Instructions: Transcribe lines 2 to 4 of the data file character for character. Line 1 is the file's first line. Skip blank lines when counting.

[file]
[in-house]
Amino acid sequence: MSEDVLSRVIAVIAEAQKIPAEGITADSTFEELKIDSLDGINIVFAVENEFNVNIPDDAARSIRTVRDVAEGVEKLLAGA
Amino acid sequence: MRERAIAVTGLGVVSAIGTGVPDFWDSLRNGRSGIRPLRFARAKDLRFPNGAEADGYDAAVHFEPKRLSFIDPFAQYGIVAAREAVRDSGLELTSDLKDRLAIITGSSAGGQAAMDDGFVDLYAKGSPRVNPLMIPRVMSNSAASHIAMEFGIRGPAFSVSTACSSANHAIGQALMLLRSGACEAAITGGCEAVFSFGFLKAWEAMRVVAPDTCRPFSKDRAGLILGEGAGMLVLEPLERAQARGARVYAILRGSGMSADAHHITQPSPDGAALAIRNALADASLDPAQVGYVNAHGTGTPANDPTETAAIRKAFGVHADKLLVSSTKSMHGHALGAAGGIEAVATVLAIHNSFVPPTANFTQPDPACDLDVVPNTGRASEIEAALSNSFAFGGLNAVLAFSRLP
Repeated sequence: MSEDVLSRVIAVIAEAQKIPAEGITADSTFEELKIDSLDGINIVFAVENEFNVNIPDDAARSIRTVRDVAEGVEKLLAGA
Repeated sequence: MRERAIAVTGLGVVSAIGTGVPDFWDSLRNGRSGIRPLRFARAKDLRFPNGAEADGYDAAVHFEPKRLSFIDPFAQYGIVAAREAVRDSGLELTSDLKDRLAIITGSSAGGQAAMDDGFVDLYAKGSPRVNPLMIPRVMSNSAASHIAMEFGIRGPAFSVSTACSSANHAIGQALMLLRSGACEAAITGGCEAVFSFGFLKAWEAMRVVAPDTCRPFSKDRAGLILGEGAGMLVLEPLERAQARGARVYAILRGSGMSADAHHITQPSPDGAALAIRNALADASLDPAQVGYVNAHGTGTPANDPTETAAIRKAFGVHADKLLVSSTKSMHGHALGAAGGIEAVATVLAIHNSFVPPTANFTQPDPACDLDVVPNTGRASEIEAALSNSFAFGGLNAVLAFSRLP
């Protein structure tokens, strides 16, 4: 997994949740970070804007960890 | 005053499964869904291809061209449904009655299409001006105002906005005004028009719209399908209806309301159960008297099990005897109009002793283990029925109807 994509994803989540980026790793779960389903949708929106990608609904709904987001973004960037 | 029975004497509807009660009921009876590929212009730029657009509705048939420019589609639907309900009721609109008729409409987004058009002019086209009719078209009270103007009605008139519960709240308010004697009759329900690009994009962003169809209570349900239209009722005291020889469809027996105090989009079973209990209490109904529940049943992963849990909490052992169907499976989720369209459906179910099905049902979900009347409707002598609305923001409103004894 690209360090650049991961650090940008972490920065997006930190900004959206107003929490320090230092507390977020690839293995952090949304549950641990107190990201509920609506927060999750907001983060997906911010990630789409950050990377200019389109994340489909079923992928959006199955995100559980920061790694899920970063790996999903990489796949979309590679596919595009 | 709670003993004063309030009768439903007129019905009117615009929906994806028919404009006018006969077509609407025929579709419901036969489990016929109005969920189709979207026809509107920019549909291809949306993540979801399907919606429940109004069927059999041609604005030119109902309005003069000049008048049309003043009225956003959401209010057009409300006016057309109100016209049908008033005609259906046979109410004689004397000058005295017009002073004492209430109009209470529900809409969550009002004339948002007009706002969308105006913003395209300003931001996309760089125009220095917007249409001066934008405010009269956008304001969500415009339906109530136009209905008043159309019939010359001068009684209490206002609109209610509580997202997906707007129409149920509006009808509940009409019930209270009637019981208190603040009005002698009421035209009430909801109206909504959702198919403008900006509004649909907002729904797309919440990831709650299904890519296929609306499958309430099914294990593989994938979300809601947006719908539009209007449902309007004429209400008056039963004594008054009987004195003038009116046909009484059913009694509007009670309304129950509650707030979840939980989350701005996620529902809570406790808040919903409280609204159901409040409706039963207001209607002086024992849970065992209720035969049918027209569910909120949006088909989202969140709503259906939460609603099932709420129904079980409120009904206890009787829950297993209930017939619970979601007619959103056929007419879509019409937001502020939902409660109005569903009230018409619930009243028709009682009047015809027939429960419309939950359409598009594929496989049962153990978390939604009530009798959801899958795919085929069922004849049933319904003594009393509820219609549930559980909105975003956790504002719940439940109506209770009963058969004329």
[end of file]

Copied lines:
Amino acid sequence: MSEDVLSRVIAVIAEAQKIPAEGITADSTFEELKIDSLDGINIVFAVENEFNVNIPDDAARSIRTVRDVAEGVEKLLAGA
Amino acid sequence: MRERAIAVTGLGVVSAIGTGVPDFWDSLRNGRSGIRPLRFARAKDLRFPNGAEADGYDAAVHFEPKRLSFIDPFAQYGIVAAREAVRDSGLELTSDLKDRLAIITGSSAGGQAAMDDGFVDLYAKGSPRVNPLMIPRVMSNSAASHIAMEFGIRGPAFSVSTACSSANHAIGQALMLLRSGACEAAITGGCEAVFSFGFLKAWEAMRVVAPDTCRPFSKDRAGLILGEGAGMLVLEPLERAQARGARVYAILRGSGMSADAHHITQPSPDGAALAIRNALADASLDPAQVGYVNAHGTGTPANDPTETAAIRKAFGVHADKLLVSSTKSMHGHALGAAGGIEAVATVLAIHNSFVPPTANFTQPDPACDLDVVPNTGRASEIEAALSNSFAFGGLNAVLAFSRLP
Repeated sequence: MSEDVLSRVIAVIAEAQKIPAEGITADSTFEELKIDSLDGINIVFAVENEFNVNIPDDAARSIRTVRDVAEGVEKLLAGA